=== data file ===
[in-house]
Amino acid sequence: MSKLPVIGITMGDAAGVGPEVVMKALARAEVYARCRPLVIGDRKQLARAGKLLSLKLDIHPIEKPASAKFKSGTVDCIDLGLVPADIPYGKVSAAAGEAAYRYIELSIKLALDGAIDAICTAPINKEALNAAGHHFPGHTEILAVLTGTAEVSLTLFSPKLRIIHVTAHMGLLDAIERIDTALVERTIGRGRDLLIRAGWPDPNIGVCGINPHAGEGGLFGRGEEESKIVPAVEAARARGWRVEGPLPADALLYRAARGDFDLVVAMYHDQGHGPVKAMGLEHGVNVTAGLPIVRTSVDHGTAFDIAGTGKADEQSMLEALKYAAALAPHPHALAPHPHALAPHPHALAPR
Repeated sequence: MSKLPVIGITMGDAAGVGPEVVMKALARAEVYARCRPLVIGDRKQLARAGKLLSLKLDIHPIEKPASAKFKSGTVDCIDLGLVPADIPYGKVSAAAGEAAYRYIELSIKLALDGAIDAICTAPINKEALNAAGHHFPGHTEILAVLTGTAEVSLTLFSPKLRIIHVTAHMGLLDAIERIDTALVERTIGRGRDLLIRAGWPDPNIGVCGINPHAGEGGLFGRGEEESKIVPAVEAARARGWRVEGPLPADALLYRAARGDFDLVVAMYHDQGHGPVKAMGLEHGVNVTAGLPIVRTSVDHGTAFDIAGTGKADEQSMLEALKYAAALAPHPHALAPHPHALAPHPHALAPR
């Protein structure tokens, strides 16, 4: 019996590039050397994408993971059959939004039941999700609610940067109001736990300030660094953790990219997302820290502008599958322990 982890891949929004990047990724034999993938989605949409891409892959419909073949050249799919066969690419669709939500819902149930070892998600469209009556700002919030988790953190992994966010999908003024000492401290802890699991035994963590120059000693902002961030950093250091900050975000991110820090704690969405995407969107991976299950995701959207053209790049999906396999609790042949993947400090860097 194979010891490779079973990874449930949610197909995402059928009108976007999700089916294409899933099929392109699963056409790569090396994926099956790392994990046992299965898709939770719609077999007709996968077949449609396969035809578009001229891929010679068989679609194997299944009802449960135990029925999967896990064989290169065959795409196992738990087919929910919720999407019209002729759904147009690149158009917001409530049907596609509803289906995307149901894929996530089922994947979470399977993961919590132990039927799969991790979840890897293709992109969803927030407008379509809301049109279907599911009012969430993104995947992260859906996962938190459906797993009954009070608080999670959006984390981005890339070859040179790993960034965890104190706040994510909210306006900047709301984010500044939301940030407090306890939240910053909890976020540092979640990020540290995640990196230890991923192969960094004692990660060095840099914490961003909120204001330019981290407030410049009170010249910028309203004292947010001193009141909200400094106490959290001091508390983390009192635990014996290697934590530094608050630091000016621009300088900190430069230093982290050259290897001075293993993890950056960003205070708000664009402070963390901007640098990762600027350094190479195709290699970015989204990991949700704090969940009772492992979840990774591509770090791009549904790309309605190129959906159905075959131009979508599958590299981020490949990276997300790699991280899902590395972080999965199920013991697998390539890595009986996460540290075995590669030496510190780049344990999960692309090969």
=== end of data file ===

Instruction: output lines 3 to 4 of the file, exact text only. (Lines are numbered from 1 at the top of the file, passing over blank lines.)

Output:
Repeated sequence: MSKLPVIGITMGDAAGVGPEVVMKALARAEVYARCRPLVIGDRKQLARAGKLLSLKLDIHPIEKPASAKFKSGTVDCIDLGLVPADIPYGKVSAAAGEAAYRYIELSIKLALDGAIDAICTAPINKEALNAAGHHFPGHTEILAVLTGTAEVSLTLFSPKLRIIHVTAHMGLLDAIERIDTALVERTIGRGRDLLIRAGWPDPNIGVCGINPHAGEGGLFGRGEEESKIVPAVEAARARGWRVEGPLPADALLYRAARGDFDLVVAMYHDQGHGPVKAMGLEHGVNVTAGLPIVRTSVDHGTAFDIAGTGKADEQSMLEALKYAAALAPHPHALAPHPHALAPHPHALAPR
């Protein structure tokens, strides 16, 4: 019996590039050397994408993971059959939004039941999700609610940067109001736990300030660094953790990219997302820290502008599958322990 982890891949929004990047990724034999993938989605949409891409892959419909073949050249799919066969690419669709939500819902149930070892998600469209009556700002919030988790953190992994966010999908003024000492401290802890699991035994963590120059000693902002961030950093250091900050975000991110820090704690969405995407969107991976299950995701959207053209790049999906396999609790042949993947400090860097 194979010891490779079973990874449930949610197909995402059928009108976007999700089916294409899933099929392109699963056409790569090396994926099956790392994990046992299965898709939770719609077999007709996968077949449609396969035809578009001229891929010679068989679609194997299944009802449960135990029925999967896990064989290169065959795409196992738990087919929910919720999407019209002729759904147009690149158009917001409530049907596609509803289906995307149901894929996530089922994947979470399977993961919590132990039927799969991790979840890897293709992109969803927030407008379509809301049109279907599911009012969430993104995947992260859906996962938190459906797993009954009070608080999670959006984390981005890339070859040179790993960034965890104190706040994510909210306006900047709301984010500044939301940030407090306890939240910053909890976020540092979640990020540290995640990196230890991923192969960094004692990660060095840099914490961003909120204001330019981290407030410049009170010249910028309203004292947010001193009141909200400094106490959290001091508390983390009192635990014996290697934590530094608050630091000016621009300088900190430069230093982290050259290897001075293993993890950056960003205070708000664009402070963390901007640098990762600027350094190479195709290699970015989204990991949700704090969940009772492992979840990774591509770090791009549904790309309605190129959906159905075959131009979508599958590299981020490949990276997300790699991280899902590395972080999965199920013991697998390539890595009986996460540290075995590669030496510190780049344990999960692309090969």